Writing Across the Curriculum
The Writing Across the Curriculum program supports Philadelphia University’s commitment to fostering strong writing skills so that students will be able to write well both in their lives as college students and later as professionals and citizens. Students develop writing and thinking skills by taking two writing-specific and at least four writing-intensive courses between the freshman and senior years, at least three of which are in the College Studies general education core and at least one in their majors. The program also offers Honors, Fundamentals, and English as a Second Language courses.
Writing is also integrated across the curriculum to promote research/information literacy skills, intellectual and aesthetic pursuits, and experimentation with academic and professional communication. Students may also pursue a range of additional opportunities to write in academic and professional arenas. Examples include The TEXT, Analysis, internships, and Open: A Writing & Design Collaboration.
In all aspects of the Writing Program, students are encouraged to focus on improving the quality of their approaches to writing, as well as the final documents they produce. Students and faculty use writing in a variety of ways,
including as a vital tool for critical thinking and learning, and as a means of expressing ideas and communicating what they have learned. To assist in these regards, professional writing tutors in the Learning & Advising Center support students in all subjects at all levels. The Center’s website (www.PhilaU.edu/learning) also offers students resources on writing.
Two writing-specific courses exist in the College Studies sequence in which writing is a central focus: the first course in the freshman year and the second in the sophomore year. Students who are under-prepared for college-level writing (determined by placement testing) begin the sequence with Fundamentals of College Writing (WRTG-099).
Writing-Intensive (WI) Courses
In addition to writing-specific courses, students take a minimum of four writing-intensive courses — three in College Studies and at least one in their major — throughout the university years. Writing-intensive courses help students deepen their understanding of the content of the courses in College Studies and the major. Writing enables students to rehearse, question and clarify issues in both informal and formal ways. In the process of writing and revising drafts, students learn the importance of clearly presenting their ideas. Writing-intensive courses in College Studies are taken in the junior and senior years.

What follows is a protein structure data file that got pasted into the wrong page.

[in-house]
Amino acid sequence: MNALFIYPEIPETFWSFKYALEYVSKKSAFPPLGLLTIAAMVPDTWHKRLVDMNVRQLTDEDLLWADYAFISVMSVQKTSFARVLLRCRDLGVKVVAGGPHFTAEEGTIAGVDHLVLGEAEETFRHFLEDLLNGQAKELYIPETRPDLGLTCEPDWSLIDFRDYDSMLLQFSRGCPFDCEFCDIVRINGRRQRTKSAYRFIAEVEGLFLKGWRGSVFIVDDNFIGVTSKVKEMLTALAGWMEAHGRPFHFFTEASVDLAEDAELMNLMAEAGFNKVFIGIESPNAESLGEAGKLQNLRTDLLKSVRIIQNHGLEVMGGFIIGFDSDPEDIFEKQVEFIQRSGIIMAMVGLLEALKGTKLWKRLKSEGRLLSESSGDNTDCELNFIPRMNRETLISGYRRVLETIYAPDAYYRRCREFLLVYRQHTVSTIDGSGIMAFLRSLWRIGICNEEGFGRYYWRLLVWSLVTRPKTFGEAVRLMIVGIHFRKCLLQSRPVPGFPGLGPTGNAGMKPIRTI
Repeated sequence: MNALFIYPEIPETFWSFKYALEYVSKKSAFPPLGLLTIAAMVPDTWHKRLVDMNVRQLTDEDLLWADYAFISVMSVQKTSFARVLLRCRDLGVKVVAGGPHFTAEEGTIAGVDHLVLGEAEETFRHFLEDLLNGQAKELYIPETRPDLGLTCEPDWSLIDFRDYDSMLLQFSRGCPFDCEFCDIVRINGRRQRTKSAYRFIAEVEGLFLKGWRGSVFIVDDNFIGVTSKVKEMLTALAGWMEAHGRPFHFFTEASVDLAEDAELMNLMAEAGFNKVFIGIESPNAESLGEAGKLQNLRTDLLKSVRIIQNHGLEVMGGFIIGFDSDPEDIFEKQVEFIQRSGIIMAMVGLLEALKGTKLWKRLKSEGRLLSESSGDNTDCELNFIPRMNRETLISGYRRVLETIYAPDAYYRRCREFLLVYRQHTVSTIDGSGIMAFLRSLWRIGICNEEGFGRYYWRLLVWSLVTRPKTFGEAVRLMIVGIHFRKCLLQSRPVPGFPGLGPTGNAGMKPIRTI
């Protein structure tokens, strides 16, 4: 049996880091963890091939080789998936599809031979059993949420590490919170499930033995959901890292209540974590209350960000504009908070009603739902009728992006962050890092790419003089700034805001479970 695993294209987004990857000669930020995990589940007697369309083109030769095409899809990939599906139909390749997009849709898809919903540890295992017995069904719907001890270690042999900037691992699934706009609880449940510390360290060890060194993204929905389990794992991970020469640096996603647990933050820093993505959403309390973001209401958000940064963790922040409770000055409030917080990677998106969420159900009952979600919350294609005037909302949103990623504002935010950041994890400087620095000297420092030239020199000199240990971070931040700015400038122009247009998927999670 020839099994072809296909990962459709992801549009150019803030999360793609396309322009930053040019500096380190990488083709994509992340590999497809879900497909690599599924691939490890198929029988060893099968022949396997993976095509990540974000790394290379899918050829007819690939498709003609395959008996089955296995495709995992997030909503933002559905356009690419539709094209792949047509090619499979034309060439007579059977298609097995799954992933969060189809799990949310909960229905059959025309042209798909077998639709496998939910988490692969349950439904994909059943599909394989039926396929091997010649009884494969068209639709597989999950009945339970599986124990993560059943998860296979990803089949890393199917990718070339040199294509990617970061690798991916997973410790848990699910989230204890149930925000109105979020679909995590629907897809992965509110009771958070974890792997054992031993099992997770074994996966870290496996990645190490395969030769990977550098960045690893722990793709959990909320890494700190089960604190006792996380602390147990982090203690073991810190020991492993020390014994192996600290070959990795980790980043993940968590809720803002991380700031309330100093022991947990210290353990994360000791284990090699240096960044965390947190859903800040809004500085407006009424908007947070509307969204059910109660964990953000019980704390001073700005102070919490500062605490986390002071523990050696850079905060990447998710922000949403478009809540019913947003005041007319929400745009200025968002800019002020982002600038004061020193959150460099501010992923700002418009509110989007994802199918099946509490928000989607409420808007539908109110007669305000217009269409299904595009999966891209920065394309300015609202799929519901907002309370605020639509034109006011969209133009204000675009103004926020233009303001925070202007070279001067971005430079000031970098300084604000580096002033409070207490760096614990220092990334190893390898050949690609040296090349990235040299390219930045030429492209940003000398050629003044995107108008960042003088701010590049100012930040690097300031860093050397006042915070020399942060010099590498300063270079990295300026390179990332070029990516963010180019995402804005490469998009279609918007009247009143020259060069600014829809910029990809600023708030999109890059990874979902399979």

In collaboration with University librarians and faculty in the other schools, the School of Liberal Arts faculty are committed to assisting students in developing their information literacy skills. As noted on the Philadelphia University Gutman Library Web site (www.PhilaU.edu/library), “As information technologies develop and transform the manner in which information is stored, accessed, managed, conveyed and retrieved, students must learn both to effectively use these innovations and to understand the possibilities and responsibilities associated with them. To become lifelong learners, students need practice and training in information retrieval methods, critical evaluation and application of information, and the ethical use of information and information technologies.”
College Studies and Transfer Students
The University is mindful of the need to be accessible to students who transfer from two-year colleges and other four year institutions. In general, students who transfer academic credit from other colleges to the bachelor’s degree program at Philadelphia University may have that credit apply toward the requirements of the College Studies Program. Courses for which credit can be transferred include all of those College Studies courses for which equivalent courses have been completed at other accredited institutions. Since College Studies courses are designed specifically for Philadelphia University, the University will determine transfer course equivalency. In addition, Writing Seminar II and Contemporary Perspectives serve as keystone courses that require students to reflect on liberal-professional connections at Philadelphia University and to integrate the multiple academic skills they have learned in the other College Studies courses they have completed. Therefore, AP/transfer credit is not awarded for Writing Seminar II or Contemporary Perspectives. Students must take those two courses.
Advanced Placement and College Level Examination Program (CLEP) credits will be accepted under the policy that is currently in effect at the University. Their acceptability to the curriculum will be determined in the same manner as transfer credit from other colleges.
Transfer students should meet with their academic advisors during orientation or at the beginning of their first semester to review whether/how courses taken at other institutions apply to their degree requirements at Philadelphia University.